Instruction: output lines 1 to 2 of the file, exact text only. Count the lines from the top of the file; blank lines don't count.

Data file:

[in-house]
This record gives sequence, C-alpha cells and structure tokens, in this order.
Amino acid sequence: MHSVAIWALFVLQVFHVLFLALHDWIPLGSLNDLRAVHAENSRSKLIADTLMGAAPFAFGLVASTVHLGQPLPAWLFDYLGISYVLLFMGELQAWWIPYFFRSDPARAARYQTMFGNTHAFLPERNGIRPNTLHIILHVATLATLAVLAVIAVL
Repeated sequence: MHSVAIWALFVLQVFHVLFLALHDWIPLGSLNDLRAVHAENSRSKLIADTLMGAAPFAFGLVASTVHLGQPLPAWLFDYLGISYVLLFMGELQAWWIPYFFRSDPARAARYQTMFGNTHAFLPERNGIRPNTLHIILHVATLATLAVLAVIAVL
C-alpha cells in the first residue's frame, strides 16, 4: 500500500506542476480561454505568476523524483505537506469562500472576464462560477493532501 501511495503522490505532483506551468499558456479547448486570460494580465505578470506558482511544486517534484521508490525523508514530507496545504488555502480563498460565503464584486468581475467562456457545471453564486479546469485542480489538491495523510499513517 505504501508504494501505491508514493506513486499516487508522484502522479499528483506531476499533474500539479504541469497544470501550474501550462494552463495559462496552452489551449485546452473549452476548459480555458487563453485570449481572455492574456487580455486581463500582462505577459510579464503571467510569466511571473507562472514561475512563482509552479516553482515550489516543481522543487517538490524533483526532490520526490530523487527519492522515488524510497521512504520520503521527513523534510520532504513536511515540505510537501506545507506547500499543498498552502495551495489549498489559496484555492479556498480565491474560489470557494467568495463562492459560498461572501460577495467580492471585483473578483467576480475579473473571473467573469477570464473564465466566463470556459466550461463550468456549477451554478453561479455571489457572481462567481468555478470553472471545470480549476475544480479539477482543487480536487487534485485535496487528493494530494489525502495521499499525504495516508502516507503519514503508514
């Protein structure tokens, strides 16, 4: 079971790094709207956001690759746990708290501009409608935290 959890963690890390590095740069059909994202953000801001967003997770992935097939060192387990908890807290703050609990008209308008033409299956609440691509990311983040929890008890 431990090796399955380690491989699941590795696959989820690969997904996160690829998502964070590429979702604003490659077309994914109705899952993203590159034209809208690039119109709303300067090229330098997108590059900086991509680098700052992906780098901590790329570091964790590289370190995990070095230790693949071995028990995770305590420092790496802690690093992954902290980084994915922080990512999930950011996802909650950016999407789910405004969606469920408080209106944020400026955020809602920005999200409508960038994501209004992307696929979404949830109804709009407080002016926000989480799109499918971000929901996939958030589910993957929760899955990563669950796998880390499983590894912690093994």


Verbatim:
[in-house]
This record gives sequence, C-alpha cells and structure tokens, in this order.